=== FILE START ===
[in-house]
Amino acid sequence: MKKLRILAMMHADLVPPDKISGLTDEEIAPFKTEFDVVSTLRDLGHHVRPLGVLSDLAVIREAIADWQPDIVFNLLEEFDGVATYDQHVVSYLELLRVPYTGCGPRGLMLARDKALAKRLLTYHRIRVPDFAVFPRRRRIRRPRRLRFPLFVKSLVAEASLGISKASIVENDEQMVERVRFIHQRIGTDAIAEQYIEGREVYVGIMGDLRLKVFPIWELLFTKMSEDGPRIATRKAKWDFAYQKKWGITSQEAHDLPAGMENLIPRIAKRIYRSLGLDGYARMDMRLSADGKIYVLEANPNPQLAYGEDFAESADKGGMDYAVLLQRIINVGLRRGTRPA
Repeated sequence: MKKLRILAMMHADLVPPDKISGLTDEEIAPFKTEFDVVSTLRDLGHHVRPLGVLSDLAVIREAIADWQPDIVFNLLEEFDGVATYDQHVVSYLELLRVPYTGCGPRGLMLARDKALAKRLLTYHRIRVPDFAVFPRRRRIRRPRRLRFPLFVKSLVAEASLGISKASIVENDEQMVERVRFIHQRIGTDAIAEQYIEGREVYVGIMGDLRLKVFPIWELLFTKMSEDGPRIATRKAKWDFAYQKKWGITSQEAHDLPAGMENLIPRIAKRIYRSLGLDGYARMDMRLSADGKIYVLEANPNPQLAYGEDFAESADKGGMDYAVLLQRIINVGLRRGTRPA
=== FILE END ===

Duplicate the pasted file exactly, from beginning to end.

[in-house]
Amino acid sequence: MKKLRILAMMHADLVPPDKISGLTDEEIAPFKTEFDVVSTLRDLGHHVRPLGVLSDLAVIREAIADWQPDIVFNLLEEFDGVATYDQHVVSYLELLRVPYTGCGPRGLMLARDKALAKRLLTYHRIRVPDFAVFPRRRRIRRPRRLRFPLFVKSLVAEASLGISKASIVENDEQMVERVRFIHQRIGTDAIAEQYIEGREVYVGIMGDLRLKVFPIWELLFTKMSEDGPRIATRKAKWDFAYQKKWGITSQEAHDLPAGMENLIPRIAKRIYRSLGLDGYARMDMRLSADGKIYVLEANPNPQLAYGEDFAESADKGGMDYAVLLQRIINVGLRRGTRPA
Repeated sequence: MKKLRILAMMHADLVPPDKISGLTDEEIAPFKTEFDVVSTLRDLGHHVRPLGVLSDLAVIREAIADWQPDIVFNLLEEFDGVATYDQHVVSYLELLRVPYTGCGPRGLMLARDKALAKRLLTYHRIRVPDFAVFPRRRRIRRPRRLRFPLFVKSLVAEASLGISKASIVENDEQMVERVRFIHQRIGTDAIAEQYIEGREVYVGIMGDLRLKVFPIWELLFTKMSEDGPRIATRKAKWDFAYQKKWGITSQEAHDLPAGMENLIPRIAKRIYRSLGLDGYARMDMRLSADGKIYVLEANPNPQLAYGEDFAESADKGGMDYAVLLQRIINVGLRRGTRPA